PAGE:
A quarter of the world’s adults are not active enough

Researchers found there had been no improvement in physical activity levels since 2001

As a result, they have a higher risk of cardiovascular disease, type 2 diabetes, dementia and cancers.

To encourage more people to exercise, World Health Organization launched a Let's Be Active campaign with a goal of reducing physical inactivity 10 percent by 2025 and 15 percent by 2030. Inactivity has got worse over the last 15 years among the more affluent western countries - rising from 31% in 2001 to 37% in 2016. A total of 43.9 per cent of women in India have been unable to meet the standard physical activity quota while 24.7 per cent of men are inactive. Countries with the highest rates of inactivity were Kuwait, American Samoa, Saudi Arabia, and Iraq - where more than half of all adults were insufficiently active in 2016.

The study tracked activity levels of 1.9 million people in 168 countries across the world during 2016. Their findings were published Tuesday in The Lancet Global Health journal.

Dr Guthold added: "Regions with increasing levels of insufficient physical activity are a major concern for public health and the prevention and control of noncommunicable diseases". In comparison, east and southeast Asia recorded the largest decrease in insufficient activity, from 26 percent in 2001 to 17 percent in 2016, which was largely influenced by uptake of physical activity in China. In the USA, approximately 40 percent of adults were insufficiently active, which was greater than 36 percent in the United Kingdom and just 14 percent in China.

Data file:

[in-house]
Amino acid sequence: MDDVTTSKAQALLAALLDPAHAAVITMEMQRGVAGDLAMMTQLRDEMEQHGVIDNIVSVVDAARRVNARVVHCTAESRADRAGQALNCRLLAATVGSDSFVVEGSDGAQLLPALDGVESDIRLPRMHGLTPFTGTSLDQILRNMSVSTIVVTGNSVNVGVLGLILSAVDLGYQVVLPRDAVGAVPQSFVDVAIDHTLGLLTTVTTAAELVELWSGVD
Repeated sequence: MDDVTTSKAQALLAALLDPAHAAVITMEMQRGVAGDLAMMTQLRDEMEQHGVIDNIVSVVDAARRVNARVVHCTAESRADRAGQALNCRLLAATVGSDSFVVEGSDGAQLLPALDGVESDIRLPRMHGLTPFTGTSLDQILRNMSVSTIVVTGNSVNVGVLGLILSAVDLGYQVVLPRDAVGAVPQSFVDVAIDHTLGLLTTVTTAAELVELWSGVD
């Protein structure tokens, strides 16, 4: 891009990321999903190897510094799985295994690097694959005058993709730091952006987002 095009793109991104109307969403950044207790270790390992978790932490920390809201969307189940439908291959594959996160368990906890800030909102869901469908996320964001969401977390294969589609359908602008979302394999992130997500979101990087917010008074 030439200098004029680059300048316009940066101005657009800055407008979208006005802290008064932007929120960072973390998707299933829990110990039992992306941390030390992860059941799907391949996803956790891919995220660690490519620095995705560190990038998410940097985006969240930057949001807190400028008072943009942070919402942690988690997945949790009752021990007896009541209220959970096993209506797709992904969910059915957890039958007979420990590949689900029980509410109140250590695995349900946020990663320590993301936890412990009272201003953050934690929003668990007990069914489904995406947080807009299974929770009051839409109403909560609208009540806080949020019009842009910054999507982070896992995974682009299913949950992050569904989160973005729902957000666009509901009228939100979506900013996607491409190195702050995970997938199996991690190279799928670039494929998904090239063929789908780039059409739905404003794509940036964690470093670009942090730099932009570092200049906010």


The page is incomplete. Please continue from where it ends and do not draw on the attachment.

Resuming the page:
"With our partners, we're working to get the nation moving more through supporting social and physical environments that foster healthier, active lifestyles and through our physical activity work".

"In these settings, women are often expected to be at home, take care of the children, manage the household and so sometimes don't always have time to exercise", said Guthold.

Physical inactivity is defined by experts as less than 150 minutes of moderate-intensity exercise, or 75 minutes of vigorous-intensity exercise, per week.

Women still lag behind men in almost every region of the world, with the gender exercise gap highest in Bangladesh, Eritrea, India, Iraq and the Philippines, the study found. People from all ages should be provided with opportunities to become more physically active daily and should be made aware of the benefits write the authors.

"Although a recent NCD policy survey showed that nearly three quarters of countries report having a policy or action plan to tackle physical inactivity, few have been implemented to have national impact", Bull said.

The WHO urged governments to implement policies to address the issue, such as improved provision of cycling and walking infrastructure and creating more opportunities for physical activity in public open spaces and parks, in workplaces and in other local community settings. As a next step the researchers would work on assessing the levels of activities among the children and youth.

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